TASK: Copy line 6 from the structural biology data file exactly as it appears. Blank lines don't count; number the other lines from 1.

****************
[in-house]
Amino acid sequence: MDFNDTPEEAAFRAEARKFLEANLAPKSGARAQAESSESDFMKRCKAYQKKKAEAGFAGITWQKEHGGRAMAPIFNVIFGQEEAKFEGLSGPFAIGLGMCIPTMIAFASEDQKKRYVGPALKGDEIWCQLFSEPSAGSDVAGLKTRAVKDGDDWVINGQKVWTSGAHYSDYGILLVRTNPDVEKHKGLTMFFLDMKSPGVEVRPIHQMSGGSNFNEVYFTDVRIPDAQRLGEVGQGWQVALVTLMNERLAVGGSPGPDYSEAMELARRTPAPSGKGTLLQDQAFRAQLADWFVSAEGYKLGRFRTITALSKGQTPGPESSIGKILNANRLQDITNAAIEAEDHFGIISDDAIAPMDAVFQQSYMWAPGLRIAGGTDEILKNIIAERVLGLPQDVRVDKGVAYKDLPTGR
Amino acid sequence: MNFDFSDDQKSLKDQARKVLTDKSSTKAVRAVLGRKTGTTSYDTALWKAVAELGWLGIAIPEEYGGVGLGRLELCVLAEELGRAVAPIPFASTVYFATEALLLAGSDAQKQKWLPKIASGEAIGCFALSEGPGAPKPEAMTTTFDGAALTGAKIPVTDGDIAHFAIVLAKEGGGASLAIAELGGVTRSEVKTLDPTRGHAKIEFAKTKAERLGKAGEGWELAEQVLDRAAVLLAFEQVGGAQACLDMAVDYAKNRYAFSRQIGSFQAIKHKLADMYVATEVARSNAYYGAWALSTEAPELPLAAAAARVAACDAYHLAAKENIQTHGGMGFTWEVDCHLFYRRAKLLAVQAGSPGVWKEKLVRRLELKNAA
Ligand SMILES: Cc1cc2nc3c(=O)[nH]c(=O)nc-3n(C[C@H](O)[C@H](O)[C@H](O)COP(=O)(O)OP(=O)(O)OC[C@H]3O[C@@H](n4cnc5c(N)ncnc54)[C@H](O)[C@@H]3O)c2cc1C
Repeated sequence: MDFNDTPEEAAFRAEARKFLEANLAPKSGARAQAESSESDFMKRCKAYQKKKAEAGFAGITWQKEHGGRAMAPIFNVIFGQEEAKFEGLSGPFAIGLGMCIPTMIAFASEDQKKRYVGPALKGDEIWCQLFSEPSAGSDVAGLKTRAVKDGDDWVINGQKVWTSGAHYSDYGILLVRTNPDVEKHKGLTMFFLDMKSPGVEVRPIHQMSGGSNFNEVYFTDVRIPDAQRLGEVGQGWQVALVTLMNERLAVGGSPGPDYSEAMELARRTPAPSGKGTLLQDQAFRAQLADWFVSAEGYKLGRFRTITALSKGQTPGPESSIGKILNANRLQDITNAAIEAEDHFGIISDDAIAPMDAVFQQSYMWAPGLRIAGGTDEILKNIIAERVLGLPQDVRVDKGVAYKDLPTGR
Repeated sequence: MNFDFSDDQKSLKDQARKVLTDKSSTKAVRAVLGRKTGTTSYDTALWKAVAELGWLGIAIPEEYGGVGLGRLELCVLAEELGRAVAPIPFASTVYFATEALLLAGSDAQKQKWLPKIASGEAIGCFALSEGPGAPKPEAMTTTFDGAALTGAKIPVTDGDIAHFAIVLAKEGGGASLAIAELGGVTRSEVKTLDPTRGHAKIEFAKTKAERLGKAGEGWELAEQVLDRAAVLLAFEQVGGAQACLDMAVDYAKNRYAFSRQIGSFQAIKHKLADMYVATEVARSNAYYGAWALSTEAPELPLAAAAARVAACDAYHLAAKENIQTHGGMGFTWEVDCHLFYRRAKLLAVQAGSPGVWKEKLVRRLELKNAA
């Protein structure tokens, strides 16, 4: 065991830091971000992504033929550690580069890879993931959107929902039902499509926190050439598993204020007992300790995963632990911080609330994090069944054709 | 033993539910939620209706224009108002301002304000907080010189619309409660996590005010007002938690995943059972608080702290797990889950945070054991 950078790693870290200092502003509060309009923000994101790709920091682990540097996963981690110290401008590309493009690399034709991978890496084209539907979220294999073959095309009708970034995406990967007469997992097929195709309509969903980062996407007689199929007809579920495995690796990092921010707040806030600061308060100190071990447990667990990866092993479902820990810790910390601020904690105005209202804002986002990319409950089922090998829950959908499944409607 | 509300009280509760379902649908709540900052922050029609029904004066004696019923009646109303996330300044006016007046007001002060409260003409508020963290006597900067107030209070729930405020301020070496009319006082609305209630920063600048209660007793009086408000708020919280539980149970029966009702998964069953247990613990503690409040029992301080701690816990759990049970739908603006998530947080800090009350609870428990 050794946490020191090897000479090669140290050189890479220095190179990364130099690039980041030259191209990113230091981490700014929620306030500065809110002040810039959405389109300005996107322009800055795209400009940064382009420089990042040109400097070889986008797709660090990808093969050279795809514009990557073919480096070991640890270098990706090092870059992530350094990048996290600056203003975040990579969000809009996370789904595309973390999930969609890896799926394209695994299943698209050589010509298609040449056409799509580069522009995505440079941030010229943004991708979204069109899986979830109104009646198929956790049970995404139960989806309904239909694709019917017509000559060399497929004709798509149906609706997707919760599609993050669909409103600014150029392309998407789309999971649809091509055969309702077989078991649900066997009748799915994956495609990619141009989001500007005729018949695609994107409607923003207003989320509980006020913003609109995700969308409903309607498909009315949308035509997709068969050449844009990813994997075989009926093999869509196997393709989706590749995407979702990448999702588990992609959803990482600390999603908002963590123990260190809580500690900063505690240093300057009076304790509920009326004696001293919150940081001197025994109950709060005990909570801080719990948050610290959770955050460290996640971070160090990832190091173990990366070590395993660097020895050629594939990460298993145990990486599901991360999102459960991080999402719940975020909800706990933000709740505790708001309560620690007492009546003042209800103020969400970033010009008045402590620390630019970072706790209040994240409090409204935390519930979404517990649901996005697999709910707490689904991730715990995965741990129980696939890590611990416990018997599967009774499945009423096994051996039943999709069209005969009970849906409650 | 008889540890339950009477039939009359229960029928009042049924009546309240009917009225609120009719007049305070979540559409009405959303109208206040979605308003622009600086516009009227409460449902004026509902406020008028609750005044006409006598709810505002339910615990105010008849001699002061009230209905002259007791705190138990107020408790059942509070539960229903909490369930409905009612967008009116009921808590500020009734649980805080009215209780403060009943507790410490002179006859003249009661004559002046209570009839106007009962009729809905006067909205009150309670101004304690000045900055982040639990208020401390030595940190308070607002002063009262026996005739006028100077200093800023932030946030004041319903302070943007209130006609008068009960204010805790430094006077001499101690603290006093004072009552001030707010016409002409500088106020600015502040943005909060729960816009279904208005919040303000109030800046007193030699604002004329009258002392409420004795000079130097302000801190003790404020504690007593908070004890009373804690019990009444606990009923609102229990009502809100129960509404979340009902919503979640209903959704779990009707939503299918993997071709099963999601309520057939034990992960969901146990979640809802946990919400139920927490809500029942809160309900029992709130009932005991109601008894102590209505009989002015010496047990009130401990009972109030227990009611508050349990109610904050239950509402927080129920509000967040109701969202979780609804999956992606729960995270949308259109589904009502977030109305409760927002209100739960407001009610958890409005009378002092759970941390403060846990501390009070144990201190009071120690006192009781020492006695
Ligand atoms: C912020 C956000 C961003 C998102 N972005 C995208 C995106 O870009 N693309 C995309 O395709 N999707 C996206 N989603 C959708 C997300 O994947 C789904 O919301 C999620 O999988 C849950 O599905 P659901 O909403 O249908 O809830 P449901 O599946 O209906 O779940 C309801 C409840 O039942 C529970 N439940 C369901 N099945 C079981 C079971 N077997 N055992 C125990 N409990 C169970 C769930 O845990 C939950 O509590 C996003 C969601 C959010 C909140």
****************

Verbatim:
Repeated sequence: MNFDFSDDQKSLKDQARKVLTDKSSTKAVRAVLGRKTGTTSYDTALWKAVAELGWLGIAIPEEYGGVGLGRLELCVLAEELGRAVAPIPFASTVYFATEALLLAGSDAQKQKWLPKIASGEAIGCFALSEGPGAPKPEAMTTTFDGAALTGAKIPVTDGDIAHFAIVLAKEGGGASLAIAELGGVTRSEVKTLDPTRGHAKIEFAKTKAERLGKAGEGWELAEQVLDRAAVLLAFEQVGGAQACLDMAVDYAKNRYAFSRQIGSFQAIKHKLADMYVATEVARSNAYYGAWALSTEAPELPLAAAAARVAACDAYHLAAKENIQTHGGMGFTWEVDCHLFYRRAKLLAVQAGSPGVWKEKLVRRLELKNAA